A new study is the first to find multiple associations between social jet lag (the shift in your internal body clock when your sleeping patterns change between workdays and free days) and diet quality, diet habits, inflammation and gut microbiome composition in a single cohort.
Previous research has shown that working shifts disrupts the body clock and can increase risk of weight gain, heart problems and diabetes. However, there is less awareness that our biological rhythms can be affected by smaller inconsistencies in sleeping patterns due to waking early with an alarm clock on workdays, for example, compared to waking naturally on non-work days for people working regular hours.
Senior author Dr Wendy Hall from King’s College London said: ” This is the first study to show that even small differences in sleep timings across the week seems to be linked to differences in gut bacteria species. Some of these associations were linked to dietary differences but our data also indicates that other, as yet unknown, factors may be involved. We need intervention trials to find out whether improving sleep time consistency can lead to beneficial changes in the gut microbiome and related health outcomes.”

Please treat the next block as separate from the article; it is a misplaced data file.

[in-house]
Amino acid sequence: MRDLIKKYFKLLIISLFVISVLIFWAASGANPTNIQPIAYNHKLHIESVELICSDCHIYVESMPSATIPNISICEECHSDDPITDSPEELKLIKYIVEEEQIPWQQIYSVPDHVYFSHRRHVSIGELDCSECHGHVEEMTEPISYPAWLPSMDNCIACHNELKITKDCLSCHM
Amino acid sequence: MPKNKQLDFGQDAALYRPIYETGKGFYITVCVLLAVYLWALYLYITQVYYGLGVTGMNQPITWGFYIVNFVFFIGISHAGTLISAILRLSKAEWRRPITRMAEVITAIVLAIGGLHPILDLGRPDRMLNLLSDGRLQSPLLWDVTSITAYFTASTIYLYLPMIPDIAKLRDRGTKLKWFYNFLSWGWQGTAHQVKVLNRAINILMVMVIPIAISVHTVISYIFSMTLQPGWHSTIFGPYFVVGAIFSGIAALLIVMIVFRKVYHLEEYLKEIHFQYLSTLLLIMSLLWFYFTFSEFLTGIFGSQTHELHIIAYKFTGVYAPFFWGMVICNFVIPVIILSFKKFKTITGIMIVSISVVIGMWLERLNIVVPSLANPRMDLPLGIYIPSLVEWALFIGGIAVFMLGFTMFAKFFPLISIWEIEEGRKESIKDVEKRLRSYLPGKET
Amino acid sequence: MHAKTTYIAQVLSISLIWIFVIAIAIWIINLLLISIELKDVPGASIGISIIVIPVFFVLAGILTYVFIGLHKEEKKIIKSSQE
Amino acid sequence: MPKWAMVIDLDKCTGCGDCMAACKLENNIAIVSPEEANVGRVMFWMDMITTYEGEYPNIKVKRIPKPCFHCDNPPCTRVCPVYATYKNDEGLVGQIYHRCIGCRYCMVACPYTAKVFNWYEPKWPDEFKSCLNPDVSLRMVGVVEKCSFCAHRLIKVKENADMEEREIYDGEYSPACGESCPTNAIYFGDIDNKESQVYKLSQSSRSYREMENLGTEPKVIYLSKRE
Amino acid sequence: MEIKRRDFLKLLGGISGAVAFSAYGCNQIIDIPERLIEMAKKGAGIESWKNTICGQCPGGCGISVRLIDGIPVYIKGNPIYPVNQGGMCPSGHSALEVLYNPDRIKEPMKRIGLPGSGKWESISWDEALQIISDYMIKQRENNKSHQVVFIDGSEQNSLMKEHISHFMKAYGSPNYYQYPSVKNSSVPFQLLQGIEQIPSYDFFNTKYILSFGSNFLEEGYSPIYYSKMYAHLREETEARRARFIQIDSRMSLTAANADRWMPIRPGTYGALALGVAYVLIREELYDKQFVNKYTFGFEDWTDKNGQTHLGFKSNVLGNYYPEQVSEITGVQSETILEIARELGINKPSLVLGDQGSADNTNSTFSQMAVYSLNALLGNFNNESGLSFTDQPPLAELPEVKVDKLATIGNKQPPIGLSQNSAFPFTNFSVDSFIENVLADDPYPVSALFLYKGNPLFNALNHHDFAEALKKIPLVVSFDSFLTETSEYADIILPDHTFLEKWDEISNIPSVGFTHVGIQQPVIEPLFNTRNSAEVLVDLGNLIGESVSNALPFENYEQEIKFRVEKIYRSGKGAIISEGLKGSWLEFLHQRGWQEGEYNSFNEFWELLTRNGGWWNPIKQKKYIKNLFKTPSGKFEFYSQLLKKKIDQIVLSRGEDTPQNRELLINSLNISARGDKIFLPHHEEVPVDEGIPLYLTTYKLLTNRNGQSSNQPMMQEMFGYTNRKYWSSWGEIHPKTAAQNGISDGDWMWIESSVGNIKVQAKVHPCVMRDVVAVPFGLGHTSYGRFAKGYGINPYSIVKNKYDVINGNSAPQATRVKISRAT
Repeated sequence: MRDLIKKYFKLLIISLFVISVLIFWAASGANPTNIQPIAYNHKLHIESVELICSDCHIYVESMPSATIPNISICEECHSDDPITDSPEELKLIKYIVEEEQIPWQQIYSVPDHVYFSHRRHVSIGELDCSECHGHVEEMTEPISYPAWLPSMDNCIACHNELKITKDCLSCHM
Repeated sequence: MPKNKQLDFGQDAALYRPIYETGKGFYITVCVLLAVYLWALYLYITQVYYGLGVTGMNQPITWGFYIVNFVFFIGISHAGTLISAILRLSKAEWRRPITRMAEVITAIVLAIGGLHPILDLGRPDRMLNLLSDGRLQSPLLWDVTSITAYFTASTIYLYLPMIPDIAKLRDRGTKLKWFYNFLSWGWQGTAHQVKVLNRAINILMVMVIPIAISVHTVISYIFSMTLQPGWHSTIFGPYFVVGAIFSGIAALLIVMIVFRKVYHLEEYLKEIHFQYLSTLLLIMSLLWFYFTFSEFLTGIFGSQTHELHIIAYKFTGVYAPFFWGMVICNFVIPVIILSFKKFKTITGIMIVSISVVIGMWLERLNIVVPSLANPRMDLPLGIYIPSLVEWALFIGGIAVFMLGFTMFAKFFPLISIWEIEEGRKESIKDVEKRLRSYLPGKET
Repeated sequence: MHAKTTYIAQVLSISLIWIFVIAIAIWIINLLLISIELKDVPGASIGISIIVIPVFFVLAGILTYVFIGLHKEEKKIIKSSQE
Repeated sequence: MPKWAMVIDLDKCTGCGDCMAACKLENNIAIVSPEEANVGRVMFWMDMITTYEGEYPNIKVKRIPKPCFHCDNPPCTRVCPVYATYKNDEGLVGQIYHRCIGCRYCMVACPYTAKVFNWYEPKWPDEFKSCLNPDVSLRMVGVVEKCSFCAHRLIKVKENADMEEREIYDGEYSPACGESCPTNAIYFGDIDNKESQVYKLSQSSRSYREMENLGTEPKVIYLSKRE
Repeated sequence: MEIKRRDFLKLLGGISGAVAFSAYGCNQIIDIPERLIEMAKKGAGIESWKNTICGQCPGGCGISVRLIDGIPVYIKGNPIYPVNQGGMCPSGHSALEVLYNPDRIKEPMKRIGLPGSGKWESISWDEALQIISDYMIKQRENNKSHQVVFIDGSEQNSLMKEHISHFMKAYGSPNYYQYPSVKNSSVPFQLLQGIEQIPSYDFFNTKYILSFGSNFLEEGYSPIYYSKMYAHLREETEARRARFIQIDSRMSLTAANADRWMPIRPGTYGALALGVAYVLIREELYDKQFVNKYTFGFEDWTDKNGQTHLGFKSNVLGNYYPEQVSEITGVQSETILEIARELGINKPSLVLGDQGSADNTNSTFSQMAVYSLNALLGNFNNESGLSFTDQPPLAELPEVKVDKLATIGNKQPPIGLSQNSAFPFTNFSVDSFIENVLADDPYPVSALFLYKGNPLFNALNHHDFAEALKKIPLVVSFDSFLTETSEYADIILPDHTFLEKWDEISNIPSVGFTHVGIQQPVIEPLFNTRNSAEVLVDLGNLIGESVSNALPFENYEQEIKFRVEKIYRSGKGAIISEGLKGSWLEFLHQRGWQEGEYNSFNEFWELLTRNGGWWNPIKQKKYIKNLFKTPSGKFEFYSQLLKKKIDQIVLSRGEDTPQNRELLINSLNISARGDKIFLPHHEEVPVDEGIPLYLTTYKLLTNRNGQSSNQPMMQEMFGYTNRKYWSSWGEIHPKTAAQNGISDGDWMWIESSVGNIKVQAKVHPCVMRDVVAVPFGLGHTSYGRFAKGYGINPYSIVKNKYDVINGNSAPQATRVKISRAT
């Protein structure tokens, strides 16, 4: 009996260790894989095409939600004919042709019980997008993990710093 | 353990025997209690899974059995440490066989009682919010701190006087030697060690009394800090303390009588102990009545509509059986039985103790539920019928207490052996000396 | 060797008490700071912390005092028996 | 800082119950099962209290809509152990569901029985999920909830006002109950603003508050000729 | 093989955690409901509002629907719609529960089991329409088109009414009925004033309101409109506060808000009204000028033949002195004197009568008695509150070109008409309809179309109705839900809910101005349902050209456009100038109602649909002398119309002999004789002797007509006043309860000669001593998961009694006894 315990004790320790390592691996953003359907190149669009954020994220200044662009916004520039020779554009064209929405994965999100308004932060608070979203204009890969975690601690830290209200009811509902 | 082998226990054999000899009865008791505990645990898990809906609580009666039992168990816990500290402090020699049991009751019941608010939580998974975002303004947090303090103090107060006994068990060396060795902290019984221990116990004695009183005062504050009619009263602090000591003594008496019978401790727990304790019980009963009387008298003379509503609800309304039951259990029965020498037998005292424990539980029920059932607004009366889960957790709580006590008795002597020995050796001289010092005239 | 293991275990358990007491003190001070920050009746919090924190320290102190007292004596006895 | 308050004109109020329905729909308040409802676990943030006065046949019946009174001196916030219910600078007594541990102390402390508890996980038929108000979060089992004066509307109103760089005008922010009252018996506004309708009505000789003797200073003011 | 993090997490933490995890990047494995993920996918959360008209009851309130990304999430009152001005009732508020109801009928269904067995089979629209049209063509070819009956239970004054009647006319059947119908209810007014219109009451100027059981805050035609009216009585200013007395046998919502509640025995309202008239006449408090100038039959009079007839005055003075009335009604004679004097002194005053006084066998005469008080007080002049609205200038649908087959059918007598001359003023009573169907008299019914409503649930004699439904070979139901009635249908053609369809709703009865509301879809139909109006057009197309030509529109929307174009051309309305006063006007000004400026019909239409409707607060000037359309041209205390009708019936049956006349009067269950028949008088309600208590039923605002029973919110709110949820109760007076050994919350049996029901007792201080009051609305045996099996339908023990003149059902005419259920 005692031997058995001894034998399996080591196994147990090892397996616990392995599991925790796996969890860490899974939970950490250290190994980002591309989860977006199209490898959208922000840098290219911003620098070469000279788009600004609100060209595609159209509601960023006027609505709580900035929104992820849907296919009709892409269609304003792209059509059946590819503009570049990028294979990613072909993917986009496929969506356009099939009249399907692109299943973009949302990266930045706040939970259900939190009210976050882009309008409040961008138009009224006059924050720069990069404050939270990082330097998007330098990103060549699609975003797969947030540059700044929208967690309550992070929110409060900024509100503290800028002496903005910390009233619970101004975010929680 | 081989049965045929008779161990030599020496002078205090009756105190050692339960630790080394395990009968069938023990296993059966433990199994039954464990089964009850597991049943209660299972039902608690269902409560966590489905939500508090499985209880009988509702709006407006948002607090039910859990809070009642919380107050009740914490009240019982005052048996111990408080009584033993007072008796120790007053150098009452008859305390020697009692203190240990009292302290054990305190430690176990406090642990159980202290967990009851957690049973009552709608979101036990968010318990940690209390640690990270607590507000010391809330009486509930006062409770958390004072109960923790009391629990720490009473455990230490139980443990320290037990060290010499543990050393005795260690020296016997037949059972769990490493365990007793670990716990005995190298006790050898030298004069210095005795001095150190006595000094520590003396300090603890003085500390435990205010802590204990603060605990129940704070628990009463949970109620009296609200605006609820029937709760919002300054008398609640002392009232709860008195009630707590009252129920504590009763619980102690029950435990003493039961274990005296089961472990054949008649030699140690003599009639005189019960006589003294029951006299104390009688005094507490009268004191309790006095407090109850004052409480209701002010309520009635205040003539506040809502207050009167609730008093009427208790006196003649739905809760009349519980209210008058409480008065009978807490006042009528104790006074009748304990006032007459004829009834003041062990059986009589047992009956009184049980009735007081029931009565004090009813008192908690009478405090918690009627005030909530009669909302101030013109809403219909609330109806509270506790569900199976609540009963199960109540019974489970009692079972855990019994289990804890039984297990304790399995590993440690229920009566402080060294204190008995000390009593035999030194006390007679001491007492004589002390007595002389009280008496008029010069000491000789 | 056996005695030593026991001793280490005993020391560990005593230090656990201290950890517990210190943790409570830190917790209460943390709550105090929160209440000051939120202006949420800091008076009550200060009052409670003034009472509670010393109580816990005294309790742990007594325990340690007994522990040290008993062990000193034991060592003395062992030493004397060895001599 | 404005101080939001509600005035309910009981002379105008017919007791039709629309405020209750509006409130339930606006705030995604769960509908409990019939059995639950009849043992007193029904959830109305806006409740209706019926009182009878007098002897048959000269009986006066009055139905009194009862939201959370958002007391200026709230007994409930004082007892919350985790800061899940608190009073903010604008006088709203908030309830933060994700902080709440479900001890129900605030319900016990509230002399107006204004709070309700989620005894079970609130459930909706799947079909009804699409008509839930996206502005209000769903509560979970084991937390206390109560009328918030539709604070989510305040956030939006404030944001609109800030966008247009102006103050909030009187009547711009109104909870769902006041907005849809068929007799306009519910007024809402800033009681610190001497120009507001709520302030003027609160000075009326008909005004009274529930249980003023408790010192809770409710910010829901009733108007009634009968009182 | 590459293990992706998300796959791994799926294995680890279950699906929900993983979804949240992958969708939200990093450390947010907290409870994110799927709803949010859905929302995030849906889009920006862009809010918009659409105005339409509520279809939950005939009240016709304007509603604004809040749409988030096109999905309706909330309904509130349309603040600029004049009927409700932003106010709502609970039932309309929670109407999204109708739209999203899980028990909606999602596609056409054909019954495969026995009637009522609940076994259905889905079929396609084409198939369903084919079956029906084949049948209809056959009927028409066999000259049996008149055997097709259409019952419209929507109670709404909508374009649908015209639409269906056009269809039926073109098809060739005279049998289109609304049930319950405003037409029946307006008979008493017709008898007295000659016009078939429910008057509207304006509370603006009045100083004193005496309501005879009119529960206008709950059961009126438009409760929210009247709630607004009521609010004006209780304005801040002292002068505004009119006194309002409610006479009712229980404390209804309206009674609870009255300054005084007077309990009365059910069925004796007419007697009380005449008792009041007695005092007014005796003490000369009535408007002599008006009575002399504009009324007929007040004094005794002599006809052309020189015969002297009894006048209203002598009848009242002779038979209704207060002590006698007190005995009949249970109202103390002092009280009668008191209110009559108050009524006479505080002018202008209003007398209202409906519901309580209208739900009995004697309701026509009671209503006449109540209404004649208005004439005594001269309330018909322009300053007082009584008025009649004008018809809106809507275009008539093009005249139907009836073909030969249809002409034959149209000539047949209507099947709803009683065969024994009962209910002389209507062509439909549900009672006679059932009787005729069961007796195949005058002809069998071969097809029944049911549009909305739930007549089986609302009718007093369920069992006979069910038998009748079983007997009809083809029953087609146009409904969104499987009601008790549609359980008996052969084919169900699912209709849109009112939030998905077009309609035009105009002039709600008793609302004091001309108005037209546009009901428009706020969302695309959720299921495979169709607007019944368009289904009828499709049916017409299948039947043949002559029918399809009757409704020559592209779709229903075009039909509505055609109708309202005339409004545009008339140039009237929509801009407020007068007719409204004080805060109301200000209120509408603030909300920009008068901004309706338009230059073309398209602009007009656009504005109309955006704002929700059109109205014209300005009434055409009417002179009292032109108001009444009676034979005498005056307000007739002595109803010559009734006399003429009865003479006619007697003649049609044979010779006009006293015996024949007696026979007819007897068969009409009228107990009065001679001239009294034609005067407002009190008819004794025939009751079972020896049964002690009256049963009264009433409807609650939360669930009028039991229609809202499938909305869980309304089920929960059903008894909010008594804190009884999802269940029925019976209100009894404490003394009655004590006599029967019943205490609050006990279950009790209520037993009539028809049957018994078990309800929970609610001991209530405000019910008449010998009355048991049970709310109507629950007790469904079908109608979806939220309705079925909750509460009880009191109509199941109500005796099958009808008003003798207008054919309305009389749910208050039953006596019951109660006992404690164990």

The composition of the microbes in your gut (microbiome) may negatively or positively affect your health by producing toxins or beneficial metabolites. Specific species of microbes can correspond to an individual’s risk of long-term health conditions such as diabetes, heart disease and obesity.
In a cohort of 934 people, researchers assessed blood, stool and gut microbiome samples as well as glucose measurements in those whose sleep was irregular compared to those who had a routine sleep schedule.
Researchers found that just a 90-minute difference in the timing of the midpoint of sleep — the halfway point between sleep time and wake-up time — is associated with differences in gut microbiome composition.
Three out of the six microbiota species more abundant in the social jet lag group have ‘unfavorable’ associations with health. These microbes are associated with poor diet quality, indicators of obesity and cardiometabolic health, and markers in your blood related to higher levels of inflammation and cardiovascular risk.
First author Kate Bermingham, PhD, said: “Sleep is a key pillar of health, and this research is particularly timely given the growing interest in circadian rhythms and the gut microbiome. Even a 90-minute difference in the mid-point of sleep can encourage microbiota species which have unfavorable associations with your health.”
Kate M. Bermingham, Sophie Stensrud, Francesco Asnicar, Ana M. Valdes, Paul W. Franks, Jonathan Wolf, George Hadjigeorgiou, Richard Davies, Tim D. Spector, Nicola Segata, Sarah E. Berry, Wendy L. Hall. Exploring the relationship between social jetlag with gut microbial composition, diet and cardiometabolic health, in the ZOE PREDICT 1 cohort. European Journal of Nutrition, 2023; DOI: 10.1007/s00394-023-03204-x
King’s College London. “Irregular sleep patterns associated with harmful gut bacteria.” ScienceDaily. ScienceDaily, 2 August 2023. <www.sciencedaily.com/releases/2023/08/230802003415.htm>.
Photo by Jp Valery